Politics & Policy

The Changing Conservative Disposition

Candace Owens at CPAC 2018 (Gage Skidmore)
To many, the word conservative is starting to describe an attitude of suspicious revolt against everything.

Donald Trump has reshaped the conservative brand in endless ways, and much has been written about how his idiosyncrasies present an existential challenge for traditional conservative policy and moral credibility. Yet the more important story may be how Trump and his loudest supporters are redefining the conservative disposition — the mood or motive that makes people self-identify as conservative in the first place — into an attitude of alienation, suspicion, and defiance. This isn’t an exclusively Trump-centric phenomenon, but the president’s rise, along with the subsequent development of a Trumpist political-media complex justifying him, has helped expedite an evolution of rightist temperament that was already under way.

The Atlantic recently ran a long profile of Stephen Miller, the 32-year-old Trump aide who serves as one of the leading avatars of this temperamental shift. The profile frames Miller as a man of inherently “trollish” disposition, inclined to his ideas largely because they’re disruptive and rebellious. Miller doesn’t deny it. “I’ve always been a nonconformist,” he says in the article. “In today’s culture, the nonconformists are conservatives.”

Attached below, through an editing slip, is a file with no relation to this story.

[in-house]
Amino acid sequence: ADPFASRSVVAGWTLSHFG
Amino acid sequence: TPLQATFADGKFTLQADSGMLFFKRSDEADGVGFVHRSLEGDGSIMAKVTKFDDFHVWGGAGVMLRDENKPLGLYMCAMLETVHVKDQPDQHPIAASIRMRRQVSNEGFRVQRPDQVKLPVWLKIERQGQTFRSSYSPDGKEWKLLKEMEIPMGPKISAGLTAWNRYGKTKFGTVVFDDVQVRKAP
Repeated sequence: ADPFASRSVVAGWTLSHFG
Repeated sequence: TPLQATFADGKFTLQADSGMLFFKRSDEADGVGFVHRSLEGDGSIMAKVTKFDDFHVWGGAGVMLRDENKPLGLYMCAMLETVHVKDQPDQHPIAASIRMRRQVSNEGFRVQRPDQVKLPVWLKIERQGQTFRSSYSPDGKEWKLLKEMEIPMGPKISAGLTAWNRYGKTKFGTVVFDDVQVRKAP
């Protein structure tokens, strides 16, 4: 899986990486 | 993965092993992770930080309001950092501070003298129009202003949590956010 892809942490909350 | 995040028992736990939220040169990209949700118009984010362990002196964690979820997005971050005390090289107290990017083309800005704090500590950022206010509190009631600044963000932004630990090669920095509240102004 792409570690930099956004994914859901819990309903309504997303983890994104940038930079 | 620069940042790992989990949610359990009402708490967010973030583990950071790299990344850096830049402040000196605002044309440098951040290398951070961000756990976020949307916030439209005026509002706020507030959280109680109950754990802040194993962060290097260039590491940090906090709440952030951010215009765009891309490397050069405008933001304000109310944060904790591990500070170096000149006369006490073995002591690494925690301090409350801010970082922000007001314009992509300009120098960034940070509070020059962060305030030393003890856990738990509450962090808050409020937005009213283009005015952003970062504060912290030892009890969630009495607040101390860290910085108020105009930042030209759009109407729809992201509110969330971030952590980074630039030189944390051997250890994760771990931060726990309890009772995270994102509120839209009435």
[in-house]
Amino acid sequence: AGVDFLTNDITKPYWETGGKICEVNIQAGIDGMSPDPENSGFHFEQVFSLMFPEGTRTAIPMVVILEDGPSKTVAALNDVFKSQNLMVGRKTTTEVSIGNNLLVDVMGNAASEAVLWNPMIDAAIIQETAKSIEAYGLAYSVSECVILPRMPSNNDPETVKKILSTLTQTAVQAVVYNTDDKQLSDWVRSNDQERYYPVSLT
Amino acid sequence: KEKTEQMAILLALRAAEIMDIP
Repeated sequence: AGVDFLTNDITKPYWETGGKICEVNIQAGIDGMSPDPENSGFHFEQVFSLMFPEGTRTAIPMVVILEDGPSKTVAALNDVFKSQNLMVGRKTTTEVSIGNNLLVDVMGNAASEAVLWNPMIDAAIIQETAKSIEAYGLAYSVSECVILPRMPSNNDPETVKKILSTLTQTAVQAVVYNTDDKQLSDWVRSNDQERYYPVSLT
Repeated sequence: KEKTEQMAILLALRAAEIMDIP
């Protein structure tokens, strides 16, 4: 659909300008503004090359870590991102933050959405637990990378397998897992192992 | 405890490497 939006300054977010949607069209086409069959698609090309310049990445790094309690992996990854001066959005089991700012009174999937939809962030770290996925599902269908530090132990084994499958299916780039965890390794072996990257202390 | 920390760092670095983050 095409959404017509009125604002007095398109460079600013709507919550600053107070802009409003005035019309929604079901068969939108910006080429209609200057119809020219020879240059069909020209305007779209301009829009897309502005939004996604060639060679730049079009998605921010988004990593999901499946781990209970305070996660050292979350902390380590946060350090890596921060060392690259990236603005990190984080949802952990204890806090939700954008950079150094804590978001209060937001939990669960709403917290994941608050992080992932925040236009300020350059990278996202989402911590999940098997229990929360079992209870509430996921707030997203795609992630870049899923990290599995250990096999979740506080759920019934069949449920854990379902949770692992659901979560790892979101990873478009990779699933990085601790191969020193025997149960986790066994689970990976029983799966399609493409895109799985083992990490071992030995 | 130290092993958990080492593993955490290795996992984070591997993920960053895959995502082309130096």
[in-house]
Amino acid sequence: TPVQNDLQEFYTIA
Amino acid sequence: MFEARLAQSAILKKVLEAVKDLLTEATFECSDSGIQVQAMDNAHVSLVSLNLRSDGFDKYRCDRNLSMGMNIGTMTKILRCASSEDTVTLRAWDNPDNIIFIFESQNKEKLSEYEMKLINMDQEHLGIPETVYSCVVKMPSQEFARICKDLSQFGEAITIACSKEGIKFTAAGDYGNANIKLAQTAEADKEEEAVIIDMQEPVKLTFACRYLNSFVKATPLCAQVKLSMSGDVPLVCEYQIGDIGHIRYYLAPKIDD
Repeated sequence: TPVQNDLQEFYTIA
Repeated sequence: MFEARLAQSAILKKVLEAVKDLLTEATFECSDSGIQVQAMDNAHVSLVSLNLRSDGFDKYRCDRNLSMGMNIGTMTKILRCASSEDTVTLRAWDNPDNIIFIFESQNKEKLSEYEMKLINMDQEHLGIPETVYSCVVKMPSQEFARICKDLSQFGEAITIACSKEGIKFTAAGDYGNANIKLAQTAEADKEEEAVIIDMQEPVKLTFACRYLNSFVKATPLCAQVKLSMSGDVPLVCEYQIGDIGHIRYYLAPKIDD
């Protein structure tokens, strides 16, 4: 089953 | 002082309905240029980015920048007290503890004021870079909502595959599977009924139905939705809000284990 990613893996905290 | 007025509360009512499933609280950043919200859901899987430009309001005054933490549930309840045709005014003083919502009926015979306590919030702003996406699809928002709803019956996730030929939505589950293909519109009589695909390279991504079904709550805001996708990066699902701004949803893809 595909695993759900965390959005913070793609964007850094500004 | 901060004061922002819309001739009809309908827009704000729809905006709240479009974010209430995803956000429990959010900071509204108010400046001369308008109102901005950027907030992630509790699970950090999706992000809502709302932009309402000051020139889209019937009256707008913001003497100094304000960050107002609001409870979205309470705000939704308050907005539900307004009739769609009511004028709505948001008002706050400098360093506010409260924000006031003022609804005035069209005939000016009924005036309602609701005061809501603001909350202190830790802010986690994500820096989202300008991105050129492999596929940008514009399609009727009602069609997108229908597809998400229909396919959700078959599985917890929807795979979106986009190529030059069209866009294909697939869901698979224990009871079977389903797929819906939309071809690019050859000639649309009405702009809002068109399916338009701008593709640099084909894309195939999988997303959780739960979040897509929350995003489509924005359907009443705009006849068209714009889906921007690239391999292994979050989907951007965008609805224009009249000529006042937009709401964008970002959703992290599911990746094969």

It’s an implication commonly heard on the right these days, especially among its youthful, online faction. Progressives, this faction argues, control so much of mainstream society that any true revolt against power necessitates identifying with the Right. Yet different people can interpret this mantra in different ways, and it’s here where the new conservative disposition begins to cause problems for those who value ideological coherence.

If the instinctive nonconformist possesses loyalty to relatively orthodox Republican politics, then his conservative trolling will take the form of feisty advocacy for standard center-Right causes unloved by progressive elites in the media, Hollywood, academia, or the so-called Deep State. Miller, who was raised on a diet of Rush Limbaugh, certainly seems happy to advocate what he imagines to be a standard agenda of law-and-order measures, albeit with ratcheted-up intensity regarding illegal and Islamic immigration. Yet if one possesses a less discriminating hostility to power, then the logic of conservatism-through-rebellion can easily solidify into a cruder disposition of cynical nihilism in service of nothing in particular.

Such has been the critique of rising conservative star Candace Owens, for instance. Owens is increasingly infamous for making a number of overzealous, confused comments implying that basically anyone who affects some pretense of fighting the system can and should be taken seriously as a potential ally of the American Right, from Kanye West to Alex Jones to even Louis Farrakhan. Owens is 29 and speaks with the earnestness of what she is, a self-described newcomer to conservative politics eager to be useful. Yet because her awakening has occurred in the present moment, “her ‘conservatism,’” as Cathy Young criticized it in Quillette, seems mostly “a mix of opportunism, personal grievances, canned slogans and paranoid conspiracy theories.”